Audio out of sync? How to fix “Zencastr Drift”

You've likely experienced this before: You pull your Zencastr recordings into your software and a few minutes into the project the conversation is out of sync.

UGH! How do you fix it?

I've heard of people contacting Zencastr for help, but why wait for a response when you can fix most of the problem in a matter of moments?

How to FIX Zencastr Drift using Audacity

Watch this video for two solutions to fix Zencastr Drift yourself:

Let me know how much time this has saved you. Tweet me @SteveStewartMe

How to PREVENT Zencastr Drift

Okay, so you won't be able to prevent sync issues 100%, but there are a number of “podcasting best practices” we all should follow
A recent update to the Chrome browser (v64) has improved their reliability, as you'll see in this recent support release:
To ensure you get the best audio recording with very little effort, I am providing you with this very short checklist for you and your guest(s):
  1. Currently, Zencastr recommends use of the Chrome browser. No less than 30 minutes before recording, open up your Chrome browser, then click “About Chrome” in the menu bar. Relaunch the browser after any updates. This is also a good time to clear the browser cache.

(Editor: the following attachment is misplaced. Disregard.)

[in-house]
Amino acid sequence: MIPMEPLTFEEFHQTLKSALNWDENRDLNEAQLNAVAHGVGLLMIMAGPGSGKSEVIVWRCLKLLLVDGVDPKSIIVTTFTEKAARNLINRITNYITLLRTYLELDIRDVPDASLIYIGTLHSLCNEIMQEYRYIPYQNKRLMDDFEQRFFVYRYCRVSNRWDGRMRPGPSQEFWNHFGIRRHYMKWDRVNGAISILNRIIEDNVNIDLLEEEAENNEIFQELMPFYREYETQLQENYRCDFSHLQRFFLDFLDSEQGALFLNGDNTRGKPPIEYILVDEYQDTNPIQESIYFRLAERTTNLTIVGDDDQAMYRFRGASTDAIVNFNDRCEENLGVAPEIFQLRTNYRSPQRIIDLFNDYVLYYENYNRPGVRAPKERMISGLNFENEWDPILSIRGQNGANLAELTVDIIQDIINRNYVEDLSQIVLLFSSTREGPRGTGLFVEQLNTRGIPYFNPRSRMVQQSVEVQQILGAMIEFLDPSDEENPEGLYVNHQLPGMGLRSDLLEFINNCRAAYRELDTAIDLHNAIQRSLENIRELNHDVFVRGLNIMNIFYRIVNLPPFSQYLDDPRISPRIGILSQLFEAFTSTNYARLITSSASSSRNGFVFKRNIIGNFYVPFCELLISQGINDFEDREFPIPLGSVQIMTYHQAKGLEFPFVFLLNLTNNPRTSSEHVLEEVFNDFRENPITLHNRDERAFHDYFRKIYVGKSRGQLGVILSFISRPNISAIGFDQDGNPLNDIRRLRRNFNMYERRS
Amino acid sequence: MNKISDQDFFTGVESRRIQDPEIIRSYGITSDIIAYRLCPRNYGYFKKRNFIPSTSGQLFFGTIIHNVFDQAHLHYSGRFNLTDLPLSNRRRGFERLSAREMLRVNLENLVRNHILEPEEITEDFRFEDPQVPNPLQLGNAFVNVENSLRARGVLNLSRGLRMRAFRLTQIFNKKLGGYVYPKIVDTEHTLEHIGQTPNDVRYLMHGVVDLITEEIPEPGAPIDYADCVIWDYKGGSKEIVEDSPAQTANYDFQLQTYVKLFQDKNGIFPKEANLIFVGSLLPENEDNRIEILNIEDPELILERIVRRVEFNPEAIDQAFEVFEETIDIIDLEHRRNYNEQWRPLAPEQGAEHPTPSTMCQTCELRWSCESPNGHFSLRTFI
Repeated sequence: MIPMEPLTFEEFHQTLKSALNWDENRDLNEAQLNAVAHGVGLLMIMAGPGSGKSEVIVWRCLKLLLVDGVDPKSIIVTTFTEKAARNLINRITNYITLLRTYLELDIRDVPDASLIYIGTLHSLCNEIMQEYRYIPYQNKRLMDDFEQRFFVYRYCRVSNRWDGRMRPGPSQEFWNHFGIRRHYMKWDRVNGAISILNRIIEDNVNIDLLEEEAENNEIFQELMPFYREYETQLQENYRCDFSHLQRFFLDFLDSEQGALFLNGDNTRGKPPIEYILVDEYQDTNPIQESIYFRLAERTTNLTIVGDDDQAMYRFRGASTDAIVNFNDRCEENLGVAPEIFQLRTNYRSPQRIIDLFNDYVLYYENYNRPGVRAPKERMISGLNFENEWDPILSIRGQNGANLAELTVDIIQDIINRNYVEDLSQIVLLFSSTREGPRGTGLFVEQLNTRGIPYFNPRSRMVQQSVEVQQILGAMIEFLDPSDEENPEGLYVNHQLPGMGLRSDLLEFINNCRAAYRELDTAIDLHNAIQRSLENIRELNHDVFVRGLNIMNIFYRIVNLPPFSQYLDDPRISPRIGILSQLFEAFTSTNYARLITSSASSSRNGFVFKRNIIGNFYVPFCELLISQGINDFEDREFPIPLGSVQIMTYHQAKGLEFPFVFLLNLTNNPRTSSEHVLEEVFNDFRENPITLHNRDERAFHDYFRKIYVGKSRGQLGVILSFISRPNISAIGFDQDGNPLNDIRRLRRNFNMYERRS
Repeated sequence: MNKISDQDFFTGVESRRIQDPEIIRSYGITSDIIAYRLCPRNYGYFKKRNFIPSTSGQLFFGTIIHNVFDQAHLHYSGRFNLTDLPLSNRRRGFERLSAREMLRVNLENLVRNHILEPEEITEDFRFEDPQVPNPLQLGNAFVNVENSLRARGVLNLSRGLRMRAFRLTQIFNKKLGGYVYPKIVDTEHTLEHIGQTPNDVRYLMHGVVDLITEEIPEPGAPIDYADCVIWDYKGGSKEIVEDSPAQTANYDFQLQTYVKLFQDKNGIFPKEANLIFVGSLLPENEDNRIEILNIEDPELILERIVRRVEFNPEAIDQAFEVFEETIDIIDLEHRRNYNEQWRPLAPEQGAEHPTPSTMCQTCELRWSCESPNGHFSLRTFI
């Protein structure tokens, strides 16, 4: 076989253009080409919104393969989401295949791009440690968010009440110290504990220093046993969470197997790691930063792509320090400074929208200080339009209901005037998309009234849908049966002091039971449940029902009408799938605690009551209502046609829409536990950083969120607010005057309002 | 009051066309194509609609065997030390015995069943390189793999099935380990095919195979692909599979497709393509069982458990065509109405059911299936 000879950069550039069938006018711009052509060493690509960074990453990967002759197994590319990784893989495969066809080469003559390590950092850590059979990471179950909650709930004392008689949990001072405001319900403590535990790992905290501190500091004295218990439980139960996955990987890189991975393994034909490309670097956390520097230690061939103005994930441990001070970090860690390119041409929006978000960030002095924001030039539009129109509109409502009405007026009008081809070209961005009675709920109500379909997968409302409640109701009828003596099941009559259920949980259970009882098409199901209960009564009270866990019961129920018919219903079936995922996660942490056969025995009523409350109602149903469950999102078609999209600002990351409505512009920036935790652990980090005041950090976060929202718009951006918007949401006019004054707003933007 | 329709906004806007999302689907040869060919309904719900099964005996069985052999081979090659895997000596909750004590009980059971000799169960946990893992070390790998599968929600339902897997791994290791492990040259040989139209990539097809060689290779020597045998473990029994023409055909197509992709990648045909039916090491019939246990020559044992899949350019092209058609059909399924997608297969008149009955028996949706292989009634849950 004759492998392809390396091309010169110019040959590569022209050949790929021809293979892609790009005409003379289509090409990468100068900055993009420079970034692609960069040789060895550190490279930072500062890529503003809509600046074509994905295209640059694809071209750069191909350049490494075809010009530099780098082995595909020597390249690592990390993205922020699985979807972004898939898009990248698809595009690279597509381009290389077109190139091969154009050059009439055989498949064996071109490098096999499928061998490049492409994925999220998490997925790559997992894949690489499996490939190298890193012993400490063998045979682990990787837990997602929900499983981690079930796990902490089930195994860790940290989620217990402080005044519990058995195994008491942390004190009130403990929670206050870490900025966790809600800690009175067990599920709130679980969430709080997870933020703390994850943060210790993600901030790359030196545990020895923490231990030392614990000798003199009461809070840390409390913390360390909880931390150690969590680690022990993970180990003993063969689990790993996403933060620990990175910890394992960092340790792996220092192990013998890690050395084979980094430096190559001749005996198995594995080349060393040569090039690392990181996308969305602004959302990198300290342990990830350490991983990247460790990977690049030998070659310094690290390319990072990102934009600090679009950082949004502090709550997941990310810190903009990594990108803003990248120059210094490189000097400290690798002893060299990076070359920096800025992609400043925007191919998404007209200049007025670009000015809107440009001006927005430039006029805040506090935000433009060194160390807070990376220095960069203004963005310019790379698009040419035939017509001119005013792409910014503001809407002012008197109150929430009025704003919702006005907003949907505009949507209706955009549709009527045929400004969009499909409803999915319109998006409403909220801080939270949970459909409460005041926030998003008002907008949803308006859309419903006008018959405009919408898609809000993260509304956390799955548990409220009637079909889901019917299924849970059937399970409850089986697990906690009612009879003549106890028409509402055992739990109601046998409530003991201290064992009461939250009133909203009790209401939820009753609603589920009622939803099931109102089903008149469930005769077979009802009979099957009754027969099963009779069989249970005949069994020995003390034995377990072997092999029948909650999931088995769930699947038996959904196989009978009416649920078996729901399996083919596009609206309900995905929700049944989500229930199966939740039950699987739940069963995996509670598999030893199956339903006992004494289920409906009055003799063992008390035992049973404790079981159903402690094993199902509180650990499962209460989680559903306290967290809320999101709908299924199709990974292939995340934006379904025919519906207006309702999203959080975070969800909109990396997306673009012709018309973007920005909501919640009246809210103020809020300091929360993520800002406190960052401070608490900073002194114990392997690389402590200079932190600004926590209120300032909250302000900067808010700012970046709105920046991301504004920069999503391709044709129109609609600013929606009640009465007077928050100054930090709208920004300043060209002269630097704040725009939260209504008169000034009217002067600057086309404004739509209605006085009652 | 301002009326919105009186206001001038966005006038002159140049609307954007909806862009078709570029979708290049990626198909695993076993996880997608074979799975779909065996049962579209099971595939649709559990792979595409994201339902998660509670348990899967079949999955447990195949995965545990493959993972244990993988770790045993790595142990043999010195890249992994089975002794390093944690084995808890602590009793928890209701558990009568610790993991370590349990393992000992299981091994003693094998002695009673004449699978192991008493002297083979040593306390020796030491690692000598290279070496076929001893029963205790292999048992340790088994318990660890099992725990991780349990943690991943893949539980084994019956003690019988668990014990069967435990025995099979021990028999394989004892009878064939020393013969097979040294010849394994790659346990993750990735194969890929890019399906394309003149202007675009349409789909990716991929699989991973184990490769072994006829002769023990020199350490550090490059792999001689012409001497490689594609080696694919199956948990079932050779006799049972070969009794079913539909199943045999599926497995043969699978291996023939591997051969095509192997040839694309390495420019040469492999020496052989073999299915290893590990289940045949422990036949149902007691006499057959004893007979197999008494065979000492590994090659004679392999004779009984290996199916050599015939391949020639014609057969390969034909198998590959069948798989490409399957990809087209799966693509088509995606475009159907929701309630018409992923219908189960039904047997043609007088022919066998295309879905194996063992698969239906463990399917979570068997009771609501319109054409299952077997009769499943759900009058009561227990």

2. Turn off any services that sync with the internet or use valuable CPU cycles (DropBox, Google Drive, Carbonite, NetFlix, any virus scans, etc). Set a reminder to turn them back on after recording.
  3. Once each participant is connected via their Chrome browser, tap on the mic to make sure it's the device Zencastr has selected. If not, check the browser settings, then the computer's settings until resolved. Make sure anyone using the mic on a pair of earbuds DOES NOT ALLOW IT TO RUB AGAINST THEIR CLOTHING or jewelry. PERIOD!
  4. Also, use earbuds/headphones to avoid feedback/echo.
  5. Silence your phone, throw the kids out, and turn off the HVAC while recording.
Zencastr will still experience some “drift” issues from time-to-time, but we can greatly reduce these issues by following the above recommendations and following podcasting best practices.
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  • jjeff

    February 22, 2018

    I’ve found that this is usually a result of one person’s recording being at 44.1KHz while the other is 48KHz. Then both tracks are normalized to 44.1K making the 48K recording shorter, ever-so-slightly higher in pitch, and ever-so-slightly faster. Running the Change Speed effect with a speed multiplier of .919 should get you close to where you want to be. I might have my numbers reversed here. But you want to change the speed (and pitch) of one track so that it matches the other.

    Looks like Zencastr may be able to control this better with Chrome now:

    • Steve Stewart

      February 22, 2018

      Thanks for the tip Jeff with two fs.

      How can I get my client to change his recording to 44.1KHz? I know it will save a TON of problems for me (and I don’t think it will mess up anything else he is doing).

  • techlh

    March 1, 2018

    Thanks Steve, I know you and I talked about this at a recent podcaster meetup. I’ll be using zencastr a lot in the upcoming weeks so hopefully this annoying issue can be kept to a minimum!